Twenty-Fourteen was a great year overall. Twenty-Fifteen needs an attitude adjustment. I know I promised to write all the blogs I missed in 2014, and I actually have a great one that I am almost finished with, but 2015 is so loud right now that I’m unable to focus on the past.
Tuesday, January 20, 2015, the day after MLK holiday. Sunny dry conditions.
My work desk at home overlooks a residential street that borders a more commercial area. I live where the slate sidewalks end, and I spend my days watching College of Charleston kids ride by on skateboards and bikes. I observe my neighbors on their routine to and fro, with or without their children and dogs. There is the greyhound who wears a jacket when it is cold, and he seems to skip with delight when wearing the jacket, either from the cold or from the sheer pleasure of being stylish. I like to people watch, and I’ve never been able to resist attaching make believe characteristics to people I see every day but know nothing about.
4 pm, I’m sitting at my desk at home, furiously trying to finish a project before a 5 pm meeting. I hear tires squeal and a crash. I momentarily consider walking down stairs and investigating, but with my walking air cast boot (See Part II) and my impending deadline, I decide to fight the ADHD and stay at my desk. I finish my project and take Briscoe outside around 4:45, at which point I discover that not only was there a car wreck, the car wreck involved my parked car. I peer pressured Briscoe into hastily finishing her business, and I whisked her back upstairs. Briscoe did not appreciate her afternoon stroll being cut short, and headbutted my knee and pretended like she might bite me once we got back inside. I called Philippa to tell her I was unable to drive to our Florence Crittenton meeting, and she was nice enough to come pick me up.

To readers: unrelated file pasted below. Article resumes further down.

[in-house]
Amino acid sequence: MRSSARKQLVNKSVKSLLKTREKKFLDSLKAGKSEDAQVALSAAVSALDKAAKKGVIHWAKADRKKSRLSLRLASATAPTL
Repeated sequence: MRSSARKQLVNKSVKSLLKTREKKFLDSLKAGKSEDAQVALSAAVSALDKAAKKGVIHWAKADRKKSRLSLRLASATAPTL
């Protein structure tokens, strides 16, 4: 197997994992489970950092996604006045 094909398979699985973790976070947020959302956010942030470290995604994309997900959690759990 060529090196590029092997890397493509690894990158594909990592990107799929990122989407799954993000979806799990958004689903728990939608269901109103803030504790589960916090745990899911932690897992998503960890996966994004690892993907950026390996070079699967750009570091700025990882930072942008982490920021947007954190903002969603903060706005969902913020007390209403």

Back out on the street, I see that the gold jeep liberty that hit my car is entirely stuffed with, including a piece of luggage spilling into the cab from the backseat, along with a tall boy aluminum can wrapped in a paper bag in the console. The airbag is visible on first glance, but the responding office told me that it was a pillow, as he pulled numerous curious objects from the front seats of the car. These objects included a panhandling sign that said – HOMELESS – OUT OF WORK – ANYTHING HELPS, numerous empty 24 ounce cans of Four Lokos and Icehouse, empty liquor bottles of what appeared to be gin or vodka, along with numerous needles and a black dish that was about the size of an ashtray. I took a few pictures because I have no self control and I’m an interested party.